12. Steamer H. Von Phul, April 22, 1863. J. H. Miller & A. B. Tuner, thought to be drowned.

13. March 25, 1863, U. S. steam ram Lancaster. Orderly Sergeant, William [H.] McDonald was drowned. While in our yawls, making our escape from the sinking wreck.

14. Joseph Meyer, private, 29, Boston, enlisted Twentieth Massachusetts Infantry, company C., July 18, 1861, drown October 21, 1861.

15. Emery A. Mellen, Sergeant, 24, Boston, enlisted Twentieth Massachusetts Infantry, company G., August 8, 1861, drown October 21, 1861.

16. John P. McKay, private, 30, Boston, enlisted Twentieth Massachusetts Infantry, Company (?), August 24, 1861, drown October 21, 1861.

17. William Paul, private, 26, Carver, enlisted Twentieth Massachusetts Infantry, company (?), August 5, 1863, drown in the Boston Harbor while attempting to desert.

18. Richard Key, Private, 7th. Kansas, Cavalry, Company B., Home Atchison, enlisted September 5, 1861, Mustered in September 5, 1861., Drowned in the Missouri river, January 1, 1862.

19. George Hamilton, private, 7th. Kansas, Cavalry, Company E., Home Chicago Ill., enlisted August 6, 1861, mustered in August 6, 1861. Drowned in Missouri river May 28, 1862, near Waverly, Mo.

20. Charles Dowd, private, 7th. Kansas, Cavalry, Company E., Home Chicago Ill., enlisted January 1, 1864, mustered in January 1, 1864. Drowned in Black River, Mo., May 13, 1865.

21. Joseph Sutton, private, 7th., Illinois infantry, company H., enlisted July 25, 1861, mustered in July 25, 1861. Drowned Cairo. Ill., January 19, 1862.

22. Urias Humphries, private, 7th., infantry, company I., Drowned, New River, South Carolina, January, 1865.

23. Harvey E. Bennett, recruit, 8th., Ill., infantry, company C., enlisted December 1, 1863, mustered in December 17, 1863. Drowned July 24, 1864, from steamer B. M. Ronyan.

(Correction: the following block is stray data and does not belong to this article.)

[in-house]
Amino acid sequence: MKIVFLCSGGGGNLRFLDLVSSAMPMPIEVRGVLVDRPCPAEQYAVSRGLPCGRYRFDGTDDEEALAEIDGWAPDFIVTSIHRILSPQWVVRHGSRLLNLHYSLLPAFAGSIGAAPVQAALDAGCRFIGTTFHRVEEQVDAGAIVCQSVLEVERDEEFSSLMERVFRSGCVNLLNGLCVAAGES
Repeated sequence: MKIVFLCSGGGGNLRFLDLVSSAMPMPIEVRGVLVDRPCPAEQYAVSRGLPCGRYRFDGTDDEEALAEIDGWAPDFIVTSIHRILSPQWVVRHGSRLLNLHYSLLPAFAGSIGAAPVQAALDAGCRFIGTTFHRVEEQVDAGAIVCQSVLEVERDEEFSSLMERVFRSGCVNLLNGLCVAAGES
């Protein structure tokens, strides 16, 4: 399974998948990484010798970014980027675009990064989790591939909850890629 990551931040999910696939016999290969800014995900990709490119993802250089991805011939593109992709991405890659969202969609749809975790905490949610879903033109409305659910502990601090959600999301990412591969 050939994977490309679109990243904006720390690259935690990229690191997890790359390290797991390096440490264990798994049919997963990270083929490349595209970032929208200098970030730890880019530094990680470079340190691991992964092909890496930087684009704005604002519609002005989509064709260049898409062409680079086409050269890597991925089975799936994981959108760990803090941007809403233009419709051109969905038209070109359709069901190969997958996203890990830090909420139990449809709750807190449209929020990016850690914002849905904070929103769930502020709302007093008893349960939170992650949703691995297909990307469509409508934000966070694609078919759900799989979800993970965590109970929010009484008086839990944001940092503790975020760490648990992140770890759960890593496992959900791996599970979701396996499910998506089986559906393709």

24. Daniel Croley, private, 11th., Ill., infantry, company D., home Winnebago Co., enlisted October 24, 1861. Drown December 9, 1861.

25. George W. Allen, First Kentucky Cavalry, Co. (?), enlisted & mustered in at Lebanon Ky., January 1, 1863. Drown in the Licking River, April 30, 1864.

26. Fred Nave, private, 25th. Ohio, infantry, company K., Age 40, enlisted February 26, 1864, 3 years, Drowned June 27, 1864, at Jenkins Island.

27. James Hunter, private, 26th., Ohio infantry, Age 27, enlisted 22, 1864. Drowned October (?), 1862, in the Ohio River, by falling from a steamboat.

28. James Bostley, private, Second New York, regiment Mounted Rifles, company A., Age 41, enlisted September 22, 1863, 3 years, home Loclport. Drowned October 18, 1863, in the Erie Canal.

29. Alpheus M. Woodard, private, 5th., New York, Artillery, home Pinckned, Age 18, enlisted August 4, 1862, 3 years. Drowned at Sacketts Harbor, August 31, 1862.

30. William Joek, Detroit, enlisted company F., 17th., Michigan infantry, July 15, 1862, at Detroit, for 3 years, Age 19, mustered in August 26, 1862. Accidentally drowned July 1, 1864, buried in National Cemetery. New Albany Indiana. Grave No. 864.

Monday, May 02, 2011

The mystery Of Co. A. Fourteenth Kansas Cavalry.

There seems to be a mystery attach to the Fourteenth Kansas cavalry, in particular, company A. The Fourteenth was Organized at Fort Scott and Leavenworth in April, 1863, but their Military history didn’t began till November 20, 1863. Companies A. & B. were detached from the regiment and worked independently of the regiment. Companies A. & B., left Fort Scott on October 28, 1863, and head for Fort Smith Arkansas, they would met up with the Fourteenth regiment at Fort Arkansas on December 18, 1863.

Note. This information comes from the Field Staff and Company field notes.

The mystery now begins. In the field notes of company A., it states they were in a action near Waldron Arkansas, on September 11, 1863, in which one Collin C. Whitman was killed, company B., didn’t take part in the action. The record shows that Whitman, was indeed killed on and about September 19, 1863, Now the record we all get to see says he was killed near Waldron Arkansas on September 19, 1864. There were many errors made, but for myself I’m inclined to believe the field notes, for the officer that wrote the notes should know he was there.

Now what was company A. & B., doing from September to October, the field notes don’t say, and there are no official record either. In October of 1863, we again find company A. back in action near Waldron Arkansas. Private David Hise, lost his left arm near Waldron, and Sergeant F. N. Gott, was slightly wounded on the top of this head, in the action. Private Yack T. Hadley, was taken prisoner and held ten days then paroled by General Smith Pyne Bankhead, near Waldron Ark.